Mosul Christians and Muslims celebrate the reopening of the Archbishop’s See

After several dark and horrific years under the Islamic State (IS) group, Mosul has now turned the page. A new chapter is being written in the history of “the city, its people, especially the young,” said Archbishop Najib Mikhael Moussa, at the helm of the Diocese of Mosul since 2019, who last Thursday inaugurated the Archbishop’s See. 

“Starting tonight I shall live and sleep here,” he told AsiaNews with a hint of "pride and emotion”. It “is such great joy, as great as the mood was festive this morning at the ceremony” because finally "the bishop and his priests have a house in which to stay.” 

Under IS rule, Mosul was the stronghold of the Islamic caliphate, which left a trail of human, cultural and social devastations that will not be soon forgotten. Archbishop Moussa noted that under self-styled caliph Abu Bakr al-Baghdadi, IS destroyed 14 churches. For this reason, the wider community was eager to take part in the See's inauguration. 

The event took place in the presence of the local “governor, mayor, Muslim leaders, six or seven army generals, mullahs and sheikhs, tribal leaders as well as Christian families from Mosul,” the prelate noted. Representatives of seven NGOs, such as Œuvre d’Orient, also spoke at the ceremony; their associations helped rebuilding the See and the damaged churches. Additional assistance came from USAID along with help “from friends in America who have supported us through donations.” 

For the prelate, this was “a day of celebration and hope;” however, it was also important to feel “real joy in the hearts of Muslims,” the same who “helped us clean the churches”, thus renewing ties of sharing, starting with young people. "An elderly Muslim man asked me for a favour, to be the first to ring the church bells,” the archbishop said. But a lot remains to be done.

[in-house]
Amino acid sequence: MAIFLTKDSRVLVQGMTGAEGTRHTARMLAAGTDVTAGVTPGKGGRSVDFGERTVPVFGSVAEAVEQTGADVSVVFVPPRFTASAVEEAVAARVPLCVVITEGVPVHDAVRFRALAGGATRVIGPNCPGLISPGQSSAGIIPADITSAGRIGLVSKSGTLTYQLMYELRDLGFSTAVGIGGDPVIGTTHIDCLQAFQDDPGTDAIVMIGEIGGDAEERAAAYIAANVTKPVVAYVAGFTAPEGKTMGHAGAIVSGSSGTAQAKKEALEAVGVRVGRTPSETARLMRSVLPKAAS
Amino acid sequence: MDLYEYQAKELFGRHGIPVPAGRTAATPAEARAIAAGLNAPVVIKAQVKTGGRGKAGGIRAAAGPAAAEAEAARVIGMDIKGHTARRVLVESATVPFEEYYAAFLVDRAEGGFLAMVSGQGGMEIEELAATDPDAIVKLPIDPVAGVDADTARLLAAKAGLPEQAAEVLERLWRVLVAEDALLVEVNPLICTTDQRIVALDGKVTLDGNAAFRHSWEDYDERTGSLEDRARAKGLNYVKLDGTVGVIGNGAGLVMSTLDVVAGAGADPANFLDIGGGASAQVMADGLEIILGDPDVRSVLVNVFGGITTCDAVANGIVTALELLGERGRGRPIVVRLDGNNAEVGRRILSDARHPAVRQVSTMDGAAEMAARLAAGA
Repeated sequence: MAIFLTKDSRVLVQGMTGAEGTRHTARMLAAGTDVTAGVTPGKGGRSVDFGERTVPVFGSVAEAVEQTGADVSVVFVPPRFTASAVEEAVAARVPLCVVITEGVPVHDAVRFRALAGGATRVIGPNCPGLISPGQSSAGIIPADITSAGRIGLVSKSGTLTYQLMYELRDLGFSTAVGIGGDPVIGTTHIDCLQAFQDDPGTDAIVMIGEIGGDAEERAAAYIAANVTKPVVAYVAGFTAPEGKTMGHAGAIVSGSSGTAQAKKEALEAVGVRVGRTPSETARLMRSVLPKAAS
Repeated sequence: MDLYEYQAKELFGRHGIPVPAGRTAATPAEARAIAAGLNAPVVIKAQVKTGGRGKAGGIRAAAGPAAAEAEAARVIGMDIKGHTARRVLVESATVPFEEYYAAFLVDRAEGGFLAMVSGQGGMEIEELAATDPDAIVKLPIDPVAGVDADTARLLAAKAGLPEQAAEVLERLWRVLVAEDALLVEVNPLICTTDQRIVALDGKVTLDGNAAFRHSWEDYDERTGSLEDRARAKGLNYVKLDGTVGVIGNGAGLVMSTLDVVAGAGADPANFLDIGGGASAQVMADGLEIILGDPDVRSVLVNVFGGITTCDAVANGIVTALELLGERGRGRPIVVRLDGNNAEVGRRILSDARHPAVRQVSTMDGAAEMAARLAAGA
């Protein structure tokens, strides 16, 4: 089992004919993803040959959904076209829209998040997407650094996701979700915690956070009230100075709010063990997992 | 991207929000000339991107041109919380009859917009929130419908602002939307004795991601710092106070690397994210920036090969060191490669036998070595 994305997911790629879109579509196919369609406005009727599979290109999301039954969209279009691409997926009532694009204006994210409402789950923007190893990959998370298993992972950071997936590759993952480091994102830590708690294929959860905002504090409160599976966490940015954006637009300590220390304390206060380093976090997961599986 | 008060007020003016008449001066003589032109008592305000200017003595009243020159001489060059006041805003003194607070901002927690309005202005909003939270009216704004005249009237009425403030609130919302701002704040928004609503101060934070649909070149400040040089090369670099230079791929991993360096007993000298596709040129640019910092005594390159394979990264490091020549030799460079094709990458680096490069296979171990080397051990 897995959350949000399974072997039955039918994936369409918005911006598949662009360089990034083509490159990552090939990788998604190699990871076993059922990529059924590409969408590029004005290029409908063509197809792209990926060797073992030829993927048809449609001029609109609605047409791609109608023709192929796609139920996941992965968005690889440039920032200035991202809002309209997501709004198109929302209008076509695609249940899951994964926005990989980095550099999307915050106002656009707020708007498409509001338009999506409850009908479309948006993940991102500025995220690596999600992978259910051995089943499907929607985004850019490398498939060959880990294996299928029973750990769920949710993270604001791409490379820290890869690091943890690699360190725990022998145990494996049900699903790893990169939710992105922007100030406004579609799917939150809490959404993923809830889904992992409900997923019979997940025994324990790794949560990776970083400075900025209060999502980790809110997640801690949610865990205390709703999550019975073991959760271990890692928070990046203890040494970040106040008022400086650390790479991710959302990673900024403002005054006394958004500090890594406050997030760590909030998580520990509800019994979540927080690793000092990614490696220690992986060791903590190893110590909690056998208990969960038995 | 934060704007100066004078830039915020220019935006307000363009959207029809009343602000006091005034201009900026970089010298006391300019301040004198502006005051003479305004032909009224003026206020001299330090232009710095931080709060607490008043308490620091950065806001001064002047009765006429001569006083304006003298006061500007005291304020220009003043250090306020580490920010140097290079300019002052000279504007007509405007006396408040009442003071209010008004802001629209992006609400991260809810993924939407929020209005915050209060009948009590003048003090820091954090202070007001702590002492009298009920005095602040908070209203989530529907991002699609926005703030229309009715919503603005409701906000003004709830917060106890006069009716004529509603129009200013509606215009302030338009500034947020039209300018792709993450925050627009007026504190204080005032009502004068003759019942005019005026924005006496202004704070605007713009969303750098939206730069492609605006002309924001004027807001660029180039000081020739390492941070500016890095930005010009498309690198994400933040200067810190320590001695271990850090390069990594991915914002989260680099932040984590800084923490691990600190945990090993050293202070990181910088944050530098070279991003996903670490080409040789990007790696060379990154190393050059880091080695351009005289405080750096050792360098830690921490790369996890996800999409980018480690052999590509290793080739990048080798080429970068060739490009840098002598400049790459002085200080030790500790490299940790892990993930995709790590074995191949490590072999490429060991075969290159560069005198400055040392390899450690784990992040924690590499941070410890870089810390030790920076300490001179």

“Christians lived in this land in the 7th century when Muslims arrived and welcomed them. Now, Muslims say, we are here and we want to welcome you as you did in the past.” Born in Mosul, Archbishop Moussa fled when IS forces advanced towards the city, first to the Nineveh Plain, then to Iraqi Kurdistan. 

In the past he oversaw the preservation and digitisation of more than 800 ancient manuscripts in Aramaic, Arabic and other languages, thousands of books and centuries-old letters. His tenacity in saving this cultural heritage from jihadi madness earned him a nomination for the 2020 Sakharov Prize for Freedom of Thought. 

With the Archbishop’s See inaugurated, the focus now should be on rebuilding the city. "So far only 10 per cent has been done,” he explained. “But to ensure that Christians return, it is necessary to focus on housing and jobs, in addition to security.” Some 60 families have already come back, but another 200 are waiting in the Nineveh Plains. 

For the prelate, the point of reference is Pope Francis’s call for fraternity last March during his visit to Mosul. To do this, “we must start with the poorest and neediest people”. Archbishop Moussa was happy to hear many Muslim friends ask him to leave the churches open so that they may pray to and admire the statue of the Virgin. 

However, reconstruction needs policies to counter radical ideologies in schools and places of worship. For the archbishop, “Educating children and young people is essential. We have had it with fanatics!”

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